If you review Jorge Lorenzo’s trajectory at Assen over the last 6 years, the conclusion is that the Dutch layout “hates” the Spanish rider. But there was a time when the Cathedral, which is how the Dutch GP is known, was Jorge’s ally.
For example, in 2004 he had one of the most spectacular victories in 125cc history. Half a lap from the end of the race Lorenzo rode off track, relegating himself to fourth position. The race appeared lost for him, but through an incredible reaction, precise riding and maximum spunk he managed to pass the riders in front of him; rivals like Casey Stoner and Andrea Dovizioso.
In Assen that year he achieved what was only his second victory in the championship despite a manifest mechanical disadvantage. His romance with Assen continued into the following years, with pole position and a podium his first season in 250cc. A result that came only two weeks after suffering from a broken clavicle; An injury, incidentally, that he would suffer from again in Assen.
If you review Jorge Lorenzo’s trajectory at Assen over the last 6 years, the conclusion is that the Dutch layout “hates” the Spanish rider. But there was a time when the Cathedral was Jorge’s ally.
Lorenzo added two wins there the next two seasons, starting both from the front of the grid and dominating the races from the first lap to the last. His passing through the intermediate category left Assen with record numbers: in 3 years he had 3 poles and 3 podiums, two of them wins…It wasn’t long before saw the same results after his jump to MotoGP.
A poor start in 2009 made him work hard during his race, though he finished second after beating riders like Spaniard Dani Pedrosa and Australian Casey Stoner…his moment was about to arrive. In 2010 he was playing to win and Lorenzo did not disappoint at Assen. He was the fastest in each and every practice, the fastest at the start, and the first to reach the finish line fighting with Pedrosa and Stoner. It was one of those weekends that every rider wants: to win at the Catedral, in the premier class and with kind the dominance he showed that day.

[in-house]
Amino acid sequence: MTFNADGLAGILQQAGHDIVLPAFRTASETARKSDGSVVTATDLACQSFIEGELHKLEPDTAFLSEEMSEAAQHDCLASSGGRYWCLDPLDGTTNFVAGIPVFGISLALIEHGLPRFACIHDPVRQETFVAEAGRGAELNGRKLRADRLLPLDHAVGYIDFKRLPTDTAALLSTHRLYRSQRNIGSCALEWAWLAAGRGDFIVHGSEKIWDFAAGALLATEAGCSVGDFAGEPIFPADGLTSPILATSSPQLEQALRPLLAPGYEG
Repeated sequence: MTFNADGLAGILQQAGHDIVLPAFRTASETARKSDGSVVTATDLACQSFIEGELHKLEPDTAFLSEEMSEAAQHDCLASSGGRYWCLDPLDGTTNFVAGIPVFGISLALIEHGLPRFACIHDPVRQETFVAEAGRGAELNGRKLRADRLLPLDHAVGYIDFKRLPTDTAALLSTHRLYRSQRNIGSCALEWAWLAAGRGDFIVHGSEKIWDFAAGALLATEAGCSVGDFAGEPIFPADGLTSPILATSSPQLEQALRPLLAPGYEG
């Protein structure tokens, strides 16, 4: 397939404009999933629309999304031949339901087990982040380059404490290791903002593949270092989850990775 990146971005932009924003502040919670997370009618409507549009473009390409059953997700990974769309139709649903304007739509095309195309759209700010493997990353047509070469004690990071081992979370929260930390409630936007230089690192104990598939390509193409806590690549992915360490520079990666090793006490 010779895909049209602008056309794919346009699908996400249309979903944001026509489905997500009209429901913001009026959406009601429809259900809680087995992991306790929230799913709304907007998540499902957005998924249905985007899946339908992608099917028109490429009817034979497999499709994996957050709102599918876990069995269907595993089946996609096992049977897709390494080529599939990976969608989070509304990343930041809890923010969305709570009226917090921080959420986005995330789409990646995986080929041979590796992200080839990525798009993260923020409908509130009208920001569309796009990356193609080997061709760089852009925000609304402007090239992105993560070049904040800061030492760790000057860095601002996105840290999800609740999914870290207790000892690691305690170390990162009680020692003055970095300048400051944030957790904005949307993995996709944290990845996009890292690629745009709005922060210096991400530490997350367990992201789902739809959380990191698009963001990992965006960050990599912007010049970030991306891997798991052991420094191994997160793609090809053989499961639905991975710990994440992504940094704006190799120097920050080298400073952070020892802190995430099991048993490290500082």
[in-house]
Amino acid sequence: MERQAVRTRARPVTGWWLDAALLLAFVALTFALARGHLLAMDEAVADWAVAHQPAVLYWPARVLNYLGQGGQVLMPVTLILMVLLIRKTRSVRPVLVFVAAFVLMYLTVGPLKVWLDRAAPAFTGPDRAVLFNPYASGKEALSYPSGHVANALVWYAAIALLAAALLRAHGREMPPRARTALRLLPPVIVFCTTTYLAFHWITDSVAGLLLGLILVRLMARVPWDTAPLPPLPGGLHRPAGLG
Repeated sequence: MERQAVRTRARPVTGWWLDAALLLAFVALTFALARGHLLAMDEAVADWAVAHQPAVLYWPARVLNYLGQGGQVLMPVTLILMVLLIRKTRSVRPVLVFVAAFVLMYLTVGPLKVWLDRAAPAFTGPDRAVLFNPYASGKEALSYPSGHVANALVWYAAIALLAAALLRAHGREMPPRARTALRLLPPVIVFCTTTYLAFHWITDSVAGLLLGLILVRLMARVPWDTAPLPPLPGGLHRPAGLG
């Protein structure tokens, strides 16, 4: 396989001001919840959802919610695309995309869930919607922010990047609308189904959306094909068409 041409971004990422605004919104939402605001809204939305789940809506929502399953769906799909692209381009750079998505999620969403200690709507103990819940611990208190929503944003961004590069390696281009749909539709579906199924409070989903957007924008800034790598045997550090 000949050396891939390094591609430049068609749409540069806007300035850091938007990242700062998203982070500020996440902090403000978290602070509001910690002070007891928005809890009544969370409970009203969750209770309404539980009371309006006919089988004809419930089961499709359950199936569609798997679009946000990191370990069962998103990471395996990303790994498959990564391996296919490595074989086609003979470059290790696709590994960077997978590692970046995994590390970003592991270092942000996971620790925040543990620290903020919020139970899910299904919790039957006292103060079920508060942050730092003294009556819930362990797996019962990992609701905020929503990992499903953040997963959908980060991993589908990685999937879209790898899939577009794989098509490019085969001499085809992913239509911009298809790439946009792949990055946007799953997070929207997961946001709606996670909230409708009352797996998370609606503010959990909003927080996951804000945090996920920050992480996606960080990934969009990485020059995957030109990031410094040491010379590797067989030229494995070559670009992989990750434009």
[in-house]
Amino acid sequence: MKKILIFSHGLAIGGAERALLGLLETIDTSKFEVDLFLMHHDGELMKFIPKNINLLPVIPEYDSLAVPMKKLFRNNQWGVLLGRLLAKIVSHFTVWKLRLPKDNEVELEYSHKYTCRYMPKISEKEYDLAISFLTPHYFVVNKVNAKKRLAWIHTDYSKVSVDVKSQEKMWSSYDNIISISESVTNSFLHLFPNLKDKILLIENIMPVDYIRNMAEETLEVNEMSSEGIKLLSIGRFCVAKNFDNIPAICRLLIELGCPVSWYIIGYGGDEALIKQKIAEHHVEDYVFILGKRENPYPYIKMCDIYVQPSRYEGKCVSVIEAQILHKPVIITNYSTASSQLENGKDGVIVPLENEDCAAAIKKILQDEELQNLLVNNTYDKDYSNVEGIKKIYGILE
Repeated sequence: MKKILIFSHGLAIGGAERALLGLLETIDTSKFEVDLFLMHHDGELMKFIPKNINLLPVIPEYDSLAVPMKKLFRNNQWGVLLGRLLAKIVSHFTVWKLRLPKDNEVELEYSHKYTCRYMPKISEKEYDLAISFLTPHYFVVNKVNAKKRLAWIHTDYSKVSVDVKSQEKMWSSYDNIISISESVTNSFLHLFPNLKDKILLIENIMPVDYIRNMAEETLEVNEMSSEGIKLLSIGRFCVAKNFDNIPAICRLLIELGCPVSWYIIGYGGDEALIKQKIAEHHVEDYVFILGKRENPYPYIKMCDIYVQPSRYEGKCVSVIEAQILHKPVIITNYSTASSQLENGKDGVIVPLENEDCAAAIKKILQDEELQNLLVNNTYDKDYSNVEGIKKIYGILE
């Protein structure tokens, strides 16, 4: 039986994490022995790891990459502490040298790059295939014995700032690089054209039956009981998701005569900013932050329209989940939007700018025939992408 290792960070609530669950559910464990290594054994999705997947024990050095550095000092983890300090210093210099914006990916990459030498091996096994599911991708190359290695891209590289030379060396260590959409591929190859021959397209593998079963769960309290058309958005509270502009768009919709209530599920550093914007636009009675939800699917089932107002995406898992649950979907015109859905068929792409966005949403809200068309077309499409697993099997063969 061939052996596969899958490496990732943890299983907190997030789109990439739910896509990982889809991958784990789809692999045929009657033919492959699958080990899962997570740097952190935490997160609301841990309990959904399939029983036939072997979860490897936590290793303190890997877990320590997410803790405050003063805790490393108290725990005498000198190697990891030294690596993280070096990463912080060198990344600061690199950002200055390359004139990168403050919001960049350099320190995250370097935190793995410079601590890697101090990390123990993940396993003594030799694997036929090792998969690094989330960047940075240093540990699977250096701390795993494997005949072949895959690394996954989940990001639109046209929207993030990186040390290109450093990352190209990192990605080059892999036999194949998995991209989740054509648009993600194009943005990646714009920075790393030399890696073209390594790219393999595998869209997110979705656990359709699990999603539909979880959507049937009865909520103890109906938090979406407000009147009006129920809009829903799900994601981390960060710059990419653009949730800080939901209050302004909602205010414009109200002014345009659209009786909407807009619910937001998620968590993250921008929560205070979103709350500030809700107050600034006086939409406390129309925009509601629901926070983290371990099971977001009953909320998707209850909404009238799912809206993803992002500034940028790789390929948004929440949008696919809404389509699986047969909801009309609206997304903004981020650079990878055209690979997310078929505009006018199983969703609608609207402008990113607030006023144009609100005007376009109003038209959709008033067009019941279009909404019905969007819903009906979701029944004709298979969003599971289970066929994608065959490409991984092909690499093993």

But he fell after sitting on top of the world. His breakdown at Assen that would begin in 2011. That year, Marco Simoncelli crashed in front of Lorenzo, knocking Jorge down in his fall; the following season Alvaro Bautista took him out of the race in the first corner, a race in which he was leading… those were two years in a row that his Dutch Grand Prix finished a few meters from the start.
When Lorenzo arrived at Assen in 2013, he did it with the determination to break that bad stretch of luck…but the opposite happened. Having scored the fastest time in the first practice session, in the second he suffered one of the worst downturns in his sporting career. Just entering turn 12, where riders reach over 220 km/h, he touched the white line. On the wet asphalt, his motorcycle immediately threw him into the air and he broke his collarbone upon impact with the ground.
Lorenzo simply hasn’t felt comfortable in Assen since 2013; this weekend Jorge will arrive in Holland still adapting to a difficult Ducati, a combination that on paper does not seem an easy task…
That same day he was transferred to Barcelona to be operated on. And in an unprecedented event, with fewer than 48 hours since the accident, it was announced on the day of the race that he was returning to Assen to take part in the GP. With a newly plated collarbone, Jorge starred in one of those historic motorcycling moments. From the operating room direct to the starting grid. The good time he set in FP1 allowed him to pass directly to Q2, so without having participated in any other practice sessions, he started the race from 12th position. In a race that was pure suffering, Jorge finished in an incredible fifth place. It was pure heroism, but it took its toll after some time.
The shadow of the 2013 fall was present throughout the entire next season. Half wet, half dry asphalt was the worst possible scenario for Lorenzo. The torment from the previous year paralyzed him and saw him finish in 13th position in 2014, more than a minute behind the winner. Lorenzo admitted after the race that in every lap, he could not get that fateful fall out of his head; at no time was he able to compete against the other riders.
In 2015 Jorge was reunited with the podium at Assen, although throughout the weekend he never managed to match the pace of the fastest riders. The loathesome part of turn 12 was still haunting him...All his chances for the victory were neutralized at the same point on each lap. In 2016 the “nightmare” continued in rainy conditions. Without confidence, with the fall of 2013 still banging around in his brain, Lorenzo would again finish far behind the leader.
After seven years of “lack of love”, Assen turned its back on Lorenzo. Next weekend Jorge will arrive in Holland still adapting to a difficult Ducati, a combination that on paper does not seem an easy task…We are curious to see what will happen.